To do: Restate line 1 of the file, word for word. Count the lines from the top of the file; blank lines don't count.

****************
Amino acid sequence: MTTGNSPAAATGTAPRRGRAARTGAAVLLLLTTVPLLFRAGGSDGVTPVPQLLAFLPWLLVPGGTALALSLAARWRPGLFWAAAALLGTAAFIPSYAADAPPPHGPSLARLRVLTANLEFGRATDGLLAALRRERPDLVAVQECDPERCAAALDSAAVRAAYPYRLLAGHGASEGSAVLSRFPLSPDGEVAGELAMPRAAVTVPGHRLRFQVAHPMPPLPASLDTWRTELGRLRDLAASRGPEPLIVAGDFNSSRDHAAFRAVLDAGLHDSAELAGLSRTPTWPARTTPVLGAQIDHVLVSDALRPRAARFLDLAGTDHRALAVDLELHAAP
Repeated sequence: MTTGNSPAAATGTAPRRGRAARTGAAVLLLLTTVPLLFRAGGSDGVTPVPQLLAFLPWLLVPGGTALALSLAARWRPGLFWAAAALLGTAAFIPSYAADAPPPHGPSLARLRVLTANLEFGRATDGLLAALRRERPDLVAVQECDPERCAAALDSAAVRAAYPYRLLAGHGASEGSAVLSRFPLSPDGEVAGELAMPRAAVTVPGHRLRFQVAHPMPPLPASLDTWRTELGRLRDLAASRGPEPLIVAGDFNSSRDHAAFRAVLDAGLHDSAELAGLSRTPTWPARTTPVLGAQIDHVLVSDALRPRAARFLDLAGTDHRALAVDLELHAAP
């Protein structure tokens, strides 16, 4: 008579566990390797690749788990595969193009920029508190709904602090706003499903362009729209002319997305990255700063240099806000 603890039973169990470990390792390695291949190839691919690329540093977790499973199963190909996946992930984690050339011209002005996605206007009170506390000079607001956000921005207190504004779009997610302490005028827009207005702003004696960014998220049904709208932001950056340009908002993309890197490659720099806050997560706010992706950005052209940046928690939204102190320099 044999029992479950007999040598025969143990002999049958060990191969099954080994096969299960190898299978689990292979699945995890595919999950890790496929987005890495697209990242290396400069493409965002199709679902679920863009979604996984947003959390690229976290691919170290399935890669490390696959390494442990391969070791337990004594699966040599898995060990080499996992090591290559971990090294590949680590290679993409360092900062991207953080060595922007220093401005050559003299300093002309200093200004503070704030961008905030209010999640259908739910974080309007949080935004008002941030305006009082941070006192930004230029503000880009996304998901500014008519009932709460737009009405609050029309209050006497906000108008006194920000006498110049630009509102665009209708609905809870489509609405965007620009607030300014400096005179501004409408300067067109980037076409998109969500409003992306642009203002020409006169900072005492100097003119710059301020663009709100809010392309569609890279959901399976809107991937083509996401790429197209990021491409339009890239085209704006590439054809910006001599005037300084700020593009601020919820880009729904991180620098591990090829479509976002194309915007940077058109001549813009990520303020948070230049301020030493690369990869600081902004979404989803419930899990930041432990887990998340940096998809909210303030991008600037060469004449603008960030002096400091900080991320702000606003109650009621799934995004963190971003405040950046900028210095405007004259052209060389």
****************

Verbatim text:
Amino acid sequence: MTTGNSPAAATGTAPRRGRAARTGAAVLLLLTTVPLLFRAGGSDGVTPVPQLLAFLPWLLVPGGTALALSLAARWRPGLFWAAAALLGTAAFIPSYAADAPPPHGPSLARLRVLTANLEFGRATDGLLAALRRERPDLVAVQECDPERCAAALDSAAVRAAYPYRLLAGHGASEGSAVLSRFPLSPDGEVAGELAMPRAAVTVPGHRLRFQVAHPMPPLPASLDTWRTELGRLRDLAASRGPEPLIVAGDFNSSRDHAAFRAVLDAGLHDSAELAGLSRTPTWPARTTPVLGAQIDHVLVSDALRPRAARFLDLAGTDHRALAVDLELHAAP